By Melissa J. Anderson

It wasn’t too long ago that Kimberly-Clark, a global tissue products manufacturer, and the conservation world were at odds. In fact, as Raz Godelnik of TriplePundit pointed out, in 2009, Greenpeace was targeting K-C for clearing forests that were home to endangered species.

But in 2009, the Greenpeace and its partner organizations declared victory over the company, in a campaign called “Klearcut.” According to the Klearcut website:

“At a joint news conference in Washington DC, Greenpeace and the Kimberly-Clark Corporation, the world’s largest tissue-product manufacturer, announced an historic agreement that will ensure greater protection and sustainable management of Canada’s Boreal Forest and other ancient forests around the world.”

The company promised to source 100 percent of its fiber from “environmentally responsible sources.” Additionally:

“During the evolution of this policy, Kimberly-Clark stopped buying more than 325,000 tonnes of pulp a year from logging operations in the Kenogami and Ogoki Forests. The company managing these forests was unwilling to protect endangered forest areas in them and supply Kimberly-Clark with Forest Stewardship Council certified pulp.”

The agreement between the groups was considered a big win for conservation groups and ushered in a new, collaborative style of relationship between corporations and advocacy organizations.

And now, with the announcement of a new relationship with the World Wildlife Federation, K-C has changed the corporate conservation conversation again.

Conservation Partnerships

Last month, Kimberly-Clark announced its expansion of membership in the Global Forest & Trade Network (GFTN). The WWF initiative is designed to end illegal logging and “conserve the world’s most valuable and threatened forests.”

Previously, only select portions of the global company were participating in the GFTN, but, as K-C announced at the GFTN’s 20th Anniversary Reception at the Forest Stewardship Council (FSC) General Assembly meeting in Sabah, Malaysia, the company will now participate worldwide.

Kerry Cesareo, WWF’s Managing Director of Forests said, “Given its breadth of product offerings and market influence, we commend Kimberly-Clark’s leadership in pushing the pulp and paper industry toward more responsible sourcing practices.”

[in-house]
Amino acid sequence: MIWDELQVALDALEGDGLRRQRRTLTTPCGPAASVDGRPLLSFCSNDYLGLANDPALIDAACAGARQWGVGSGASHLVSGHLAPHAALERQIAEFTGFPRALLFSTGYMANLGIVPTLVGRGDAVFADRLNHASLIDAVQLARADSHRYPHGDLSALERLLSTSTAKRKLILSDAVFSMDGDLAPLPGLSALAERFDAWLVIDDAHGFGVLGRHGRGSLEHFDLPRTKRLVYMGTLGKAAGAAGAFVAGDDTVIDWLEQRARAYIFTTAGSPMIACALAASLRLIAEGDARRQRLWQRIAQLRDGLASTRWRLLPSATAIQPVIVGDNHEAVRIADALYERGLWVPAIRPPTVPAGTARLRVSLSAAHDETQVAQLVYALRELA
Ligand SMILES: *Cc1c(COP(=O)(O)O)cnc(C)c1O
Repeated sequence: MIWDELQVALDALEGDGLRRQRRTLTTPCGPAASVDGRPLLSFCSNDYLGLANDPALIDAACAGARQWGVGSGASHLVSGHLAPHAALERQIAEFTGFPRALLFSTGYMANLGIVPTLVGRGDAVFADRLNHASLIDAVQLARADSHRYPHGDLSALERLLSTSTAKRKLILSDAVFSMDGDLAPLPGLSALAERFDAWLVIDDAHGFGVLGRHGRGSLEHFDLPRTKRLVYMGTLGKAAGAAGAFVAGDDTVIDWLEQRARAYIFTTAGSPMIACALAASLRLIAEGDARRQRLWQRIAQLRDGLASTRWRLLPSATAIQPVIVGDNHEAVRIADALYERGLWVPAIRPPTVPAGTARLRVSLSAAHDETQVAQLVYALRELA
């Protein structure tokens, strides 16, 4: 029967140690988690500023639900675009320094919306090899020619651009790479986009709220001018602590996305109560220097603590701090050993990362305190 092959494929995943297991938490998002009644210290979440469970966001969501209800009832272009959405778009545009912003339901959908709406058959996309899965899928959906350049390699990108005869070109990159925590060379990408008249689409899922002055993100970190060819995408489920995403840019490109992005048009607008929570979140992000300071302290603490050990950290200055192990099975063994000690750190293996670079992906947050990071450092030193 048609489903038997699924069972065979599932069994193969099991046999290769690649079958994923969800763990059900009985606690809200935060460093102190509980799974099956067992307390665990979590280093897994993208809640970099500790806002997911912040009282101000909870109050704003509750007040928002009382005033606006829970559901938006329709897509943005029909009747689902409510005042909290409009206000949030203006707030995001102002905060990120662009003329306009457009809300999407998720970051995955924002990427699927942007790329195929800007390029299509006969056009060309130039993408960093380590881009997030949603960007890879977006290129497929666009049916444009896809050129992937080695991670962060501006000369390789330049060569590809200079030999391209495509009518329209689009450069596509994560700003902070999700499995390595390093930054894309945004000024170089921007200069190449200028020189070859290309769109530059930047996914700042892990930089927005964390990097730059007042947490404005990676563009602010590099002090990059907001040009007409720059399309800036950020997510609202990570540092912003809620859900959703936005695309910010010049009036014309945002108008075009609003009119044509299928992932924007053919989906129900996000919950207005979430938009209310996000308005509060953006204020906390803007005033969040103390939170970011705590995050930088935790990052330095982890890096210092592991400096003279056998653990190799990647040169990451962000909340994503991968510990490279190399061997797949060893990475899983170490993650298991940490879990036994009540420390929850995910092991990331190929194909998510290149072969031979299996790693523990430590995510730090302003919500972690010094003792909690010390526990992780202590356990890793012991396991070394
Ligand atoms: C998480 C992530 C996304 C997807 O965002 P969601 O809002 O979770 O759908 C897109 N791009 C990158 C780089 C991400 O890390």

She continued:

“Our collaboration will improve forest management, reduce impacts from production, and help protect the forests and habitats at the core of our mission. And Kimberly-Clark can offer consumers responsible alternatives for tissue and personal care products. This shows the true power of collaboration.”

Sustainable Approach to Business Strategy

According to the company, this commitment represents its shifting business goals – to include sustainability as a key component of strategy.

Suhas Apte, Vice President, Global Sustainability, for Kimberly-Clark, “At Kimberly-Clark, we believe what is good for business must also be good for the planet… As the largest tissue manufacturer in the world, we are committed to responsible fiber sourcing. Expanding our work globally with WWF and the GFTN is an important way K-C can be part of the solution to the sustainability challenges our world faces.”

Kimberly-Clark has committed to have “100 percent of its virgin wood fiber sourced from certified suppliers by 2015.” By collaborating with the WWF on the GFTN initiative, Kimberly-Clark will receive the organization’s support to achieve this goal.

It’s difficult to say now if the strategy is paying off. Last week the company reported an 18% drop in second-quarter earnings, which it says are due to rising costs for materials. According to the Wall Street Journal:

“The disconnect between falling oil prices and Kimberly-Clark’s rising costs comes because refineries have been using more, lower-costing natural gas than oil, a process that creates fewer of the byproducts that Kimberly-Clark uses. The supply shortage, as well as continuing high demand from economies like China, is sending prices higher for items like adhesives and absorbent materials used in diapers, and packaging materials.”

In order to cut costs, the WSJ reported, the company will seek new options in procuring materials and in its supply chain operations. Let’s hope that doesn’t change the company’s sustainability commitments. A transcript of the earnings call reveals that the sustainability issue did not come up in conversation, but according to the WSJ, “In an interview, Falk said that Kimberly-Clark gained market share from private labels in ‘virtually every category,’ a promising sign that shoppers are willing to spend more.”

Hopefully this also reflects a desire on behalf of customers to pay a premium for sustainably sourced products.